There are two directions I see coming, one you probably know about, the other you do not.
The first is PC based sources. The idea of having an audio appliance will come and go, with perhaps some hold outs, but most vendors going to a pure PC based solution. Sorry Apple, you'll probably be left out because of your insistence of all hardware coming from you. Vendors will be looking for PC's because they already read all the software. DVD/Blue-Ray/Internet Radio, and anything else that happens there will be cheap readers for on the PC. Now, some will take the PC accessory route, like USB DAC's, but more sophisticated, either by offering PC cards or perhaps by using custom outboard processors like E-MU uses.
The second, not so obvious trend will be hyper modularization. Companies with the know how and money to spend will realize that the only way to keep delivering the best solutions, and the most flexible solutions will be tiny modules that can be plugged into a virtual network, all of which can be PC configured and driven.
Imagine if you will a rack mountable chassis that accepts 1 to 12 cards, each of which can be a processing card or an output card. That these cards can handle audio or video. That you control how things are routed via a PC based configuration program that allows you drag and drop these cards into your own custom audio / video processing chain. Further, because the system is so modular, and the PC is just a commodity item you end up paying no more than say a couple of hundred dollars more than a mid-range Onkyo or Pioneer processor.
Also imagine that multiple chassis are linked via a simple network cable, and that output cards are all optically isolated from the network, and master clocks and FIFO buffers are all near the target outputs.
After this there may be another open vs. closed platforms battle. Some companies will have entirely closed systems, and others will publish their spec's out to the world to design accessories for. Wouldn't it be great if you could say, get your DAC's from Benchmark, but then buy whatever room EQ you chose? Or have just one media storage appliance in your entire house, and then pick and choose which rooms get what type of playback? Does your half bathroom really need 9.1 channels of 24/192 dCS ring DAC's to play the morning news while you browse yet another lame ass review for magic stones to put on top of your amplifiers? Those companies who have the most confidence in their products will take the open source approach. Those who feel they have a lot to loose if people can pick and choose will go closed. They'll come up with bogus stories about tight integration and better user experience, blah blah blah.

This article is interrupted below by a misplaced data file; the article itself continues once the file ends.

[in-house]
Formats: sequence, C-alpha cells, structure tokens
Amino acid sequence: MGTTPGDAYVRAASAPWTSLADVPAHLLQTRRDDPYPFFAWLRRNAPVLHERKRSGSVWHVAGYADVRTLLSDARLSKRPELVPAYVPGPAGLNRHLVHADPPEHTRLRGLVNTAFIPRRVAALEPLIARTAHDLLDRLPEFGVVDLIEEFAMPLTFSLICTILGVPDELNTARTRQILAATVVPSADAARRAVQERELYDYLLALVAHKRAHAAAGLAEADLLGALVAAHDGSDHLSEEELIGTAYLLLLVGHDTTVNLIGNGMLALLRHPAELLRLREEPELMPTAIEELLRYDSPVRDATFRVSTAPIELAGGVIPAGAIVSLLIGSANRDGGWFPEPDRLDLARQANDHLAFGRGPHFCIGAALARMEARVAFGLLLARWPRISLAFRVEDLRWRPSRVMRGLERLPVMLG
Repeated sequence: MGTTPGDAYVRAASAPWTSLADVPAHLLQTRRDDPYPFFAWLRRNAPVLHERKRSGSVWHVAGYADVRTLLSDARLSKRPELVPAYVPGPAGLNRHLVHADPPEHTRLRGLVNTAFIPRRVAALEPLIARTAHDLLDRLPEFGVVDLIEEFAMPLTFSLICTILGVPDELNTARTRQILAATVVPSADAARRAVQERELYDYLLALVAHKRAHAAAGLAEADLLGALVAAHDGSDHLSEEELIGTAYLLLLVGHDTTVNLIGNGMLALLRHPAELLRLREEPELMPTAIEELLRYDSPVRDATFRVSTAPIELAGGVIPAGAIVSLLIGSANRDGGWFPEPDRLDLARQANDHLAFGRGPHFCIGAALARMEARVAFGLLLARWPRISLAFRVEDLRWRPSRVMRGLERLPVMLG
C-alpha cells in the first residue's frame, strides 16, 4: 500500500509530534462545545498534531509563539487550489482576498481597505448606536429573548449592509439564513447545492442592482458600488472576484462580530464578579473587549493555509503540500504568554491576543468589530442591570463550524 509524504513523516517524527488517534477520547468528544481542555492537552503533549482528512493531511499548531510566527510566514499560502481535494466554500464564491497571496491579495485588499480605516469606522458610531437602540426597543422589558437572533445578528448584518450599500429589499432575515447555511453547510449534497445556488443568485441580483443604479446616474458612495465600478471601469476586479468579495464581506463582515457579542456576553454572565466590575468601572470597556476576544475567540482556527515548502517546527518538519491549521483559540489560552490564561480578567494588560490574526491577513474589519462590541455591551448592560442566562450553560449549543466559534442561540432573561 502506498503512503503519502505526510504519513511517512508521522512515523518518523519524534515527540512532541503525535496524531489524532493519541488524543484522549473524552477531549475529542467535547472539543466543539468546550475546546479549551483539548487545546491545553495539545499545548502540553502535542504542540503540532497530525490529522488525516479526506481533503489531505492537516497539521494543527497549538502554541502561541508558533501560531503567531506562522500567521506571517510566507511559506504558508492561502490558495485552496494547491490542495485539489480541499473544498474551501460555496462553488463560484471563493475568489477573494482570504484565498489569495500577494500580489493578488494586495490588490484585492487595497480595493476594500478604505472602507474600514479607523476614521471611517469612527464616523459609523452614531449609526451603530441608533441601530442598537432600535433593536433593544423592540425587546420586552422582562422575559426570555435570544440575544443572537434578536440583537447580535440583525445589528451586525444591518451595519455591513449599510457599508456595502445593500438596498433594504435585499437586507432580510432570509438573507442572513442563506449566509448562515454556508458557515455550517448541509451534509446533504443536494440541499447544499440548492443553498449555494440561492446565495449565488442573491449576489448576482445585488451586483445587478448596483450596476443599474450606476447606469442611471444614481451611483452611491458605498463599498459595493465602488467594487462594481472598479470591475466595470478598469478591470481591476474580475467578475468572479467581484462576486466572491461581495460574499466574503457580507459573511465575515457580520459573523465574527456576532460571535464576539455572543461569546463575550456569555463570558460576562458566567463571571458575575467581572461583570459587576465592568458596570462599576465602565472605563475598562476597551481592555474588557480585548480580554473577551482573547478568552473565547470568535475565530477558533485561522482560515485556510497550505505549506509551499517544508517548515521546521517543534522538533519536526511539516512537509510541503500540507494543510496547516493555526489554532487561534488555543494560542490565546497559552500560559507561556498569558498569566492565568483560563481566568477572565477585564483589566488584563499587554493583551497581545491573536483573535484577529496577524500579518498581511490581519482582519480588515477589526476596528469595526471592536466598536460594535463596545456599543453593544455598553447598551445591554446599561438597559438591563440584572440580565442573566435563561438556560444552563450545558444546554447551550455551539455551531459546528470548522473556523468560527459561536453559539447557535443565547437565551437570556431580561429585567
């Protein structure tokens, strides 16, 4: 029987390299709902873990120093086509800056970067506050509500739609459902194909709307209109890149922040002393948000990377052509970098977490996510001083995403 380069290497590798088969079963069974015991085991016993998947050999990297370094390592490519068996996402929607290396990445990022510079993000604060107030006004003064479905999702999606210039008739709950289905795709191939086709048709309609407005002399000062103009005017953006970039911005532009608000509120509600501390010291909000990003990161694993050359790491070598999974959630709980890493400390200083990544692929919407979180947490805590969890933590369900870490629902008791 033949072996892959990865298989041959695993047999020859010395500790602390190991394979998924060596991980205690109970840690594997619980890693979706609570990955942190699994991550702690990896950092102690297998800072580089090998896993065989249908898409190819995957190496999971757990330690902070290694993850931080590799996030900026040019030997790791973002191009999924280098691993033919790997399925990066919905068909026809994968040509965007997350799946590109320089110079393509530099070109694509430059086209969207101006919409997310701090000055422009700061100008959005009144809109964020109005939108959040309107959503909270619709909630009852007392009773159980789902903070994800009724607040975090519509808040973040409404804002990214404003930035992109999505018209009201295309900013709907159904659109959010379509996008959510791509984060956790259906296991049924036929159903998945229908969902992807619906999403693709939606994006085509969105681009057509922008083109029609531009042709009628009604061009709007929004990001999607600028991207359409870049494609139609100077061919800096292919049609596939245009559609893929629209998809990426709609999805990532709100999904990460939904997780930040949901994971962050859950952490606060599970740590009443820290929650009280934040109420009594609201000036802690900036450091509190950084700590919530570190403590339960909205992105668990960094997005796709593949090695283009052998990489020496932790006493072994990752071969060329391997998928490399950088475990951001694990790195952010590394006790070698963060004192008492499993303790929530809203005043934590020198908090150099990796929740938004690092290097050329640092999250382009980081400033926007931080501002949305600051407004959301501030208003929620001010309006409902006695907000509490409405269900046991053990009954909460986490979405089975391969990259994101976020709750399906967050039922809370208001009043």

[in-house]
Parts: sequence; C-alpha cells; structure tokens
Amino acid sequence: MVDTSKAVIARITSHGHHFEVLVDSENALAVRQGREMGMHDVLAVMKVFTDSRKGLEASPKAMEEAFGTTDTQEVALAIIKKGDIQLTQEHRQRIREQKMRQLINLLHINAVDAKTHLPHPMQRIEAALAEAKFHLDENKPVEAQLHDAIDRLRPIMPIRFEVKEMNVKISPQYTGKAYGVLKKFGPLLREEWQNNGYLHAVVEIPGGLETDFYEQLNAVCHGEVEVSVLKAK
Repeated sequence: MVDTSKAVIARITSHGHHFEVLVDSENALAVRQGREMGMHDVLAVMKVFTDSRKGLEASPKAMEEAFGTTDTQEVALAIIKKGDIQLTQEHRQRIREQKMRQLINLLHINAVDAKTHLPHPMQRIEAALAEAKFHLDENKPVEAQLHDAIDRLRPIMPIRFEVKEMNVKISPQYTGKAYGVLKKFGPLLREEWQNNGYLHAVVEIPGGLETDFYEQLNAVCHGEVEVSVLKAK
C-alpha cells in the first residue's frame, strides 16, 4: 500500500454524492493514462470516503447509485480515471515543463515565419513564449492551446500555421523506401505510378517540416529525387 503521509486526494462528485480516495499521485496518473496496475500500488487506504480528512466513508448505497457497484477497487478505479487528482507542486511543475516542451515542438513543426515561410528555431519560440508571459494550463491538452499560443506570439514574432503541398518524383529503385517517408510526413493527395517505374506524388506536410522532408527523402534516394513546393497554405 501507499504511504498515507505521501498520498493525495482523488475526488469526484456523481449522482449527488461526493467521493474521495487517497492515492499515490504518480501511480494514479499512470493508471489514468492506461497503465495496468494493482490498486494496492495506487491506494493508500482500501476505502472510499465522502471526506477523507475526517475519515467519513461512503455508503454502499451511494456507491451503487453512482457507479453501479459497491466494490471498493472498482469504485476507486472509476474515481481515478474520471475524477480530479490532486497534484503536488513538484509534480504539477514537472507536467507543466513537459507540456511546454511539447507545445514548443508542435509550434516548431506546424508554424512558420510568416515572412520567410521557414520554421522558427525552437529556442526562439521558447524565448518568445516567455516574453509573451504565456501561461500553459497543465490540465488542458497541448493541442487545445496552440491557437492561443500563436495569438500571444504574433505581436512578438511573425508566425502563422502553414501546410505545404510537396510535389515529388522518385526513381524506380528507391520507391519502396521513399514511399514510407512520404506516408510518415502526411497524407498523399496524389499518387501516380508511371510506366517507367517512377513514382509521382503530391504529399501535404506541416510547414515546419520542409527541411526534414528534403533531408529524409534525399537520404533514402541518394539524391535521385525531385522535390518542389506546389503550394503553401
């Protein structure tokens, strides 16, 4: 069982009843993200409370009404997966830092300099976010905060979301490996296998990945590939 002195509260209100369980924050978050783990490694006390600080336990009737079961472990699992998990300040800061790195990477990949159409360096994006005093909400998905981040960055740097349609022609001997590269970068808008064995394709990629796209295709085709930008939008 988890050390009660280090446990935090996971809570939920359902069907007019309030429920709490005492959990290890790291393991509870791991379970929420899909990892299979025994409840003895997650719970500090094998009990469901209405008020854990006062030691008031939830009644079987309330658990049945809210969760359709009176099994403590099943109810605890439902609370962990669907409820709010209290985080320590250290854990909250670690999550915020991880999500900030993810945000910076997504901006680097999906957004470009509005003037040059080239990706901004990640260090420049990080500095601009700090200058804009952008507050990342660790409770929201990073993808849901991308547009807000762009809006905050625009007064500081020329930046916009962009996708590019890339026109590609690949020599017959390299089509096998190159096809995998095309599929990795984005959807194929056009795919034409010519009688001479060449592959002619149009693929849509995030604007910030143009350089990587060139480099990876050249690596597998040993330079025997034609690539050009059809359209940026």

What made me think of this? Perhaps it comes from my obsessively watching for news from Theta, and their unwillingness to start a new platform paradigm instead of trying to upgrade the Casablanca. While they seem to be making noises about releasing an HDMI card in our lifetimes, what I see absent that everyone is going to ask about next is the room correction software. Mind you, I'm an absorber/diffuser sort of guy but the latest generation of acoustics processing software looks really sweet to me. What good is it, people will ask, for an aging platform to add all the latest HDMI audio formats if they can't also integrate it with the latest generation digital processors? When the Casablanca can't help you get room eq, internet radio, or download the latest 24/96 track is it really anything more than a rack of DAC's already?
I don't know what Theta, Meridian, dCS or Halcro will do next, but I do think that when the economy perks back up the high end will once again reconsider the home theater market and be looking for some completely new completely outrageous product platforms, and I believe that those who don't go into making the PC a complete home theater platform will look towards networking and hyper modularity as the next logical places to be. I also wonder how long it will take for smart stereophiles who also happen to be industrial and electrical engineers to start their own open source home theater platforms. Also, my guess is that some smart video only companies are probably already thinking this way and we may see entries from them competing for the real high end space sooner rather than later.